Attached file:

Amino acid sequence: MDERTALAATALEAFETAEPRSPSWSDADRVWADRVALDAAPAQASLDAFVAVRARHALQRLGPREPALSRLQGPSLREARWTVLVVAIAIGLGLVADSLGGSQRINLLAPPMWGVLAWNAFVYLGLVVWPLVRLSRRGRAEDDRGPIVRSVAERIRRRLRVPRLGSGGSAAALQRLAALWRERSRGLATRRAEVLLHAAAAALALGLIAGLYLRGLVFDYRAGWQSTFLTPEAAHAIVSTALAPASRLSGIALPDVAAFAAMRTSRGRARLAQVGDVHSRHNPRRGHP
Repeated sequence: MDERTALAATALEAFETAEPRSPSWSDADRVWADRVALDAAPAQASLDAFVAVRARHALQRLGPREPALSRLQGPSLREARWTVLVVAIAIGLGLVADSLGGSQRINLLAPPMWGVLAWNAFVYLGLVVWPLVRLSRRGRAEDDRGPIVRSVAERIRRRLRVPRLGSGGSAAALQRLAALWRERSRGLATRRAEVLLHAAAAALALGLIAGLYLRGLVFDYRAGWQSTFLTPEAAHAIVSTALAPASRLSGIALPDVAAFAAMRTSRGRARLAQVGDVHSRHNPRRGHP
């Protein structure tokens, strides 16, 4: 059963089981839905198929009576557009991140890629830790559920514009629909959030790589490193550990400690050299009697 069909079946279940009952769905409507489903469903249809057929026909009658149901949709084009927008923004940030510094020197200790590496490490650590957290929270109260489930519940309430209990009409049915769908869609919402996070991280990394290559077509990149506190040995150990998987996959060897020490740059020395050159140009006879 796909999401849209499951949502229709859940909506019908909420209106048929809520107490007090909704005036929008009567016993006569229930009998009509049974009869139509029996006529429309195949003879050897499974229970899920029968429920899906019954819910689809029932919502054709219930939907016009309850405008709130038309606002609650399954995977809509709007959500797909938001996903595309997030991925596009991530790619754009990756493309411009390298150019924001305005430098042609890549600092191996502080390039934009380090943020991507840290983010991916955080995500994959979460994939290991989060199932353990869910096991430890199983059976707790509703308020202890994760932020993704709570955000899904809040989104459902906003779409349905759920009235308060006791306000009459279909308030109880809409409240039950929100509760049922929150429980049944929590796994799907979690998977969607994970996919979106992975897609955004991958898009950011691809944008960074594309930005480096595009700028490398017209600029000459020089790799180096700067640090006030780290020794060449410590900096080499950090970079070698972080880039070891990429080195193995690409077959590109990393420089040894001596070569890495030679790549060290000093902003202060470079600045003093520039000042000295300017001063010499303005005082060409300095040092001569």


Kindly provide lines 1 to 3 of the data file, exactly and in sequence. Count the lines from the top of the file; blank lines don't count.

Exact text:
Amino acid sequence: MDERTALAATALEAFETAEPRSPSWSDADRVWADRVALDAAPAQASLDAFVAVRARHALQRLGPREPALSRLQGPSLREARWTVLVVAIAIGLGLVADSLGGSQRINLLAPPMWGVLAWNAFVYLGLVVWPLVRLSRRGRAEDDRGPIVRSVAERIRRRLRVPRLGSGGSAAALQRLAALWRERSRGLATRRAEVLLHAAAAALALGLIAGLYLRGLVFDYRAGWQSTFLTPEAAHAIVSTALAPASRLSGIALPDVAAFAAMRTSRGRARLAQVGDVHSRHNPRRGHP
Repeated sequence: MDERTALAATALEAFETAEPRSPSWSDADRVWADRVALDAAPAQASLDAFVAVRARHALQRLGPREPALSRLQGPSLREARWTVLVVAIAIGLGLVADSLGGSQRINLLAPPMWGVLAWNAFVYLGLVVWPLVRLSRRGRAEDDRGPIVRSVAERIRRRLRVPRLGSGGSAAALQRLAALWRERSRGLATRRAEVLLHAAAAALALGLIAGLYLRGLVFDYRAGWQSTFLTPEAAHAIVSTALAPASRLSGIALPDVAAFAAMRTSRGRARLAQVGDVHSRHNPRRGHP
């Protein structure tokens, strides 16, 4: 059963089981839905198929009576557009991140890629830790559920514009629909959030790589490193550990400690050299009697 069909079946279940009952769905409507489903469903249809057929026909009658149901949709084009927008923004940030510094020197200790590496490490650590957290929270109260489930519940309430209990009409049915769908869609919402996070991280990394290559077509990149506190040995150990998987996959060897020490740059020395050159140009006879 796909999401849209499951949502229709859940909506019908909420209106048929809520107490007090909704005036929008009567016993006569229930009998009509049974009869139509029996006529429309195949003879050897499974229970899920029968429920899906019954819910689809029932919502054709219930939907016009309850405008709130038309606002609650399954995977809509709007959500797909938001996903595309997030991925596009991530790619754009990756493309411009390298150019924001305005430098042609890549600092191996502080390039934009380090943020991507840290983010991916955080995500994959979460994939290991989060199932353990869910096991430890199983059976707790509703308020202890994760932020993704709570955000899904809040989104459902906003779409349905759920009235308060006791306000009459279909308030109880809409409240039950929100509760049922929150429980049944929590796994799907979690998977969607994970996919979106992975897609955004991958898009950011691809944008960074594309930005480096595009700028490398017209600029000459020089790799180096700067640090006030780290020794060449410590900096080499950090970079070698972080880039070891990429080195193995690409077959590109990393420089040894001596070569890495030679790549060290000093902003202060470079600045003093520039000042000295300017001063010499303005005082060409300095040092001569």